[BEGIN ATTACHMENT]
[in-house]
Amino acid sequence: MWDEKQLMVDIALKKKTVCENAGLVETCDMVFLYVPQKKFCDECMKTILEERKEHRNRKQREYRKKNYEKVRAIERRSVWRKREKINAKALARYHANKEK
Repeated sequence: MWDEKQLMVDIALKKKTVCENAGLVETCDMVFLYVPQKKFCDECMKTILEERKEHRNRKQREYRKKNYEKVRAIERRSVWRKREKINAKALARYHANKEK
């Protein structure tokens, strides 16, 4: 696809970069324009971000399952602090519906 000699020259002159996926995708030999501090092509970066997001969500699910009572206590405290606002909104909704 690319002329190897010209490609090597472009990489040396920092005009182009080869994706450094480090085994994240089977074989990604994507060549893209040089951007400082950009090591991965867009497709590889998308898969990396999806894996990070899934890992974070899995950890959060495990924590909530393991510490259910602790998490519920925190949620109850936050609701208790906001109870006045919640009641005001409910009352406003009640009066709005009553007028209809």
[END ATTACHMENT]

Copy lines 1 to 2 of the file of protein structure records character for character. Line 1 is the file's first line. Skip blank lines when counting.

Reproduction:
[in-house]
Amino acid sequence: MWDEKQLMVDIALKKKTVCENAGLVETCDMVFLYVPQKKFCDECMKTILEERKEHRNRKQREYRKKNYEKVRAIERRSVWRKREKINAKALARYHANKEK